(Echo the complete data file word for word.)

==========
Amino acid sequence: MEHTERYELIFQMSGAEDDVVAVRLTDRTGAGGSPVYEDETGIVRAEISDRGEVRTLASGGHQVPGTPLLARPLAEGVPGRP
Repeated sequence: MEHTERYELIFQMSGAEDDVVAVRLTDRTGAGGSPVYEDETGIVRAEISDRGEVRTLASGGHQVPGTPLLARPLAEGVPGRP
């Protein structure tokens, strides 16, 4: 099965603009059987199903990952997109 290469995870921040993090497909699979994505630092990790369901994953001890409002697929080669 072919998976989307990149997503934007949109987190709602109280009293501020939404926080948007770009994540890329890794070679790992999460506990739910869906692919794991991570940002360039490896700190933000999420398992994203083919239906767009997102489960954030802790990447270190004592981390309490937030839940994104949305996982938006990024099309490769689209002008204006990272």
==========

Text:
Amino acid sequence: MEHTERYELIFQMSGAEDDVVAVRLTDRTGAGGSPVYEDETGIVRAEISDRGEVRTLASGGHQVPGTPLLARPLAEGVPGRP
Repeated sequence: MEHTERYELIFQMSGAEDDVVAVRLTDRTGAGGSPVYEDETGIVRAEISDRGEVRTLASGGHQVPGTPLLARPLAEGVPGRP
């Protein structure tokens, strides 16, 4: 099965603009059987199903990952997109 290469995870921040993090497909699979994505630092990790369901994953001890409002697929080669 072919998976989307990149997503934007949109987190709602109280009293501020939404926080948007770009994540890329890794070679790992999460506990739910869906692919794991991570940002360039490896700190933000999420398992994203083919239906767009997102489960954030802790990447270190004592981390309490937030839940994104949305996982938006990024099309490769689209002008204006990272």